The circumsporozoite protein, CSP is the major surface protein of Plasmodium sporozoites, the form of malaria parasites transmitted by mosquitoes. CSP is involved in sporozoite formation within and egress from oocysts, entry into mosquito salivary glands and mammalian liver as well as migration in the skin. Yet, how CSP facilitates sporozoite formation, oocyst egress and hepatocyte specific invasion is still not fully understood.
A malaria vaccine that elicits long-lasting protection and is suitable for use in endemic areas remains urgently needed. Here, we assessed the immunogenicity and prophylactic efficacy of a vaccine targeting a recently described epitope on the major surface antigen on Plasmodium falciparum sporozoites, circumsporozoite protein (CSP). Using a virus-like particle (VLP)-based vaccine platform technology, we developed a vaccine that targets the junctional region between the N-terminal and central repeat regions of CSP. This region is recognized by monoclonal antibodies, including mAb CIS43, that have been shown to potently prevent liver invasion in animal models. We show that CIS43 VLPs elicit high-titer and long-lived anti-CSP antibody responses in mice and is immunogenic in non-human primates.
CIS43 is a potent neutralizing human monoclonal antibody (mAb) that targets a highly conserved 'junctional' epitope in the Plasmodium falciparum (Pf) circumsporozoite protein (PfCSP). Enhancing the durability of CIS43 in vivo will be important for clinical translation. Here, two approaches were used to improve the durability of CIS43 in vivo while maintaining potent neutralization.
Plasmodium sporozoites express circumsporozoite protein (CSP) on their surface, an essential protein that contains central repeating motifs. Antibodies targeting this region can neutralize infection, and the partial efficacy of RTS,S/AS01 - the leading malaria vaccine against P. falciparum (Pf) - has been associated with the humoral response against the repeats.
Extensive genetic diversity in the Plasmodium falciparum circumsporozoite protein (PfCSP) is a major contributing factor to the moderate efficacy of the RTS,S/AS01 vaccine. The transmission intensity and rates of recombination within and between populations influence the extent of its genetic diversity. Understanding the extent and dynamics of PfCSP genetic diversity in different transmission settings will help to interpret the results of current RTS,S efficacy and Phase IV implementation trials conducted within and between populations in malaria-endemic areas such as Ghana.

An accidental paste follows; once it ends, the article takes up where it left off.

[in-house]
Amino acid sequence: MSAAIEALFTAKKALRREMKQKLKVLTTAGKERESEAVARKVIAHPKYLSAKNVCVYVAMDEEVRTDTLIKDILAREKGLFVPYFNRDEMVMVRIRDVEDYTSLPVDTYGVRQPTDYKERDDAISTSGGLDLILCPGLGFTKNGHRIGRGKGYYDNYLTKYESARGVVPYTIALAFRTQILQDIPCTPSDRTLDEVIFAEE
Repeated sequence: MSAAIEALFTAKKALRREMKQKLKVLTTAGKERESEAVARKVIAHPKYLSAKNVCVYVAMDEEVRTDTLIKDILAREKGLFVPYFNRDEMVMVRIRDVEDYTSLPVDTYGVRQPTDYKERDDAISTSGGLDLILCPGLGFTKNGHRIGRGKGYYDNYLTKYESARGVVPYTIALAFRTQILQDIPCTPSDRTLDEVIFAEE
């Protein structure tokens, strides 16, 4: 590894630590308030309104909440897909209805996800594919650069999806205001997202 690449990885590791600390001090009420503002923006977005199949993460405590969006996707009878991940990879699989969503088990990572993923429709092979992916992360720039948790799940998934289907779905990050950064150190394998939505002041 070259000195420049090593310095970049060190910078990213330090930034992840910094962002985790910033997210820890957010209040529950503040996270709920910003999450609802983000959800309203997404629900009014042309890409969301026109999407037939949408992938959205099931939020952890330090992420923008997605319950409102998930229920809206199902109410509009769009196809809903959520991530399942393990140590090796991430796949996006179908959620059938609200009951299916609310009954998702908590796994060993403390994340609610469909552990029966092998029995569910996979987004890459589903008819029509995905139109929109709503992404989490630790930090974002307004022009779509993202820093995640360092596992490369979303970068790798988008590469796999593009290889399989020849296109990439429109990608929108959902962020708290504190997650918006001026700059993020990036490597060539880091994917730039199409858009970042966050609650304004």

Circumsporozoite surface protein (CSP) of malaria parasites has been recognized as one of the leading vaccine candidates. Clinical trials of vaccines for vivax malaria incorporating Plasmodium vivax CSP (PvCSP) have demonstrated their effectiveness in preventing malaria, at least in part. However, genetic diversity of pvcsp in the natural population remains a major concern.
Circumsporozoite protein (CSP) variants of P. vivax, besides having variations in the protein repetitive portion, can differ from each other in aspects such as geographical distribution, intensity of transmission, vectorial competence and immune response. Such aspects must be considered to P. vivax vaccine development. Therefore, we evaluated the immunogenicity of novel recombinant proteins corresponding to each of the three P. vivax allelic variants (VK210, VK247 and P. vivax-like) and of the C-terminal region (shared by all PvCSP variants) in naturally malaria-exposed populations of Brazilian Amazon.
It is well established that infection by Plasmodium vivax is a result of host-parasite interactions. In the present study, association with the IL1/IL2 cytokine profiles, anticircumsporozoite protein antibody levels and parasitic loads was evaluated in individuals naturally infected with P. vivax in an endemic area of the Brazilian Amazon.
The circumsporozoite protein (CSP) builds up the surface coat of sporozoites and is the leading malaria pre-erythrocytic-stage vaccine candidate. CSP has been shown to induce robust CD8+ T cell responses that are capable of eliminating developing parasites in hepatocytes resulting in protective immunity. In this study, we characterised the importance of the immunodominant CSP-derived epitope, SYIPSAEKI, of Plasmodium berghei in both sporozoite- and vaccine-induced protection in murine infection models.
Plasmodium falciparum circumsporozoite protein (PfCSP) is a potential malaria vaccine candidate, but various polymorphisms of the pfcsp gene among global P. falciparum population become the major barrier to the effectiveness of vaccines. This study aimed to investigate the genetic polymorphisms and natural selection of pfcsp in Bioko and the comparison among global P. falciparum population.